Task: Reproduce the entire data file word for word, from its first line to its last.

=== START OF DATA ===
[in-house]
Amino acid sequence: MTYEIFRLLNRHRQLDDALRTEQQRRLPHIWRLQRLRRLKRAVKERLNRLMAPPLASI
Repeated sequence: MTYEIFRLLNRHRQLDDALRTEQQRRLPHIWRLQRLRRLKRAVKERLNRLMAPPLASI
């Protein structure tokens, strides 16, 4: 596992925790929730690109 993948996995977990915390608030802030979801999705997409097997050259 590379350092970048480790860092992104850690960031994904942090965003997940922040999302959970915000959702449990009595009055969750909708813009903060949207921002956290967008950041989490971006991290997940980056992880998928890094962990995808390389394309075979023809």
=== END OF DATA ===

[in-house]
Amino acid sequence: MTYEIFRLLNRHRQLDDALRTEQQRRLPHIWRLQRLRRLKRAVKERLNRLMAPPLASI
Repeated sequence: MTYEIFRLLNRHRQLDDALRTEQQRRLPHIWRLQRLRRLKRAVKERLNRLMAPPLASI
């Protein structure tokens, strides 16, 4: 596992925790929730690109 993948996995977990915390608030802030979801999705997409097997050259 590379350092970048480790860092992104850690960031994904942090965003997940922040999302959970915000959702449990009595009055969750909708813009903060949207921002956290967008950041989490971006991290997940980056992880998928890094962990995808390389394309075979023809």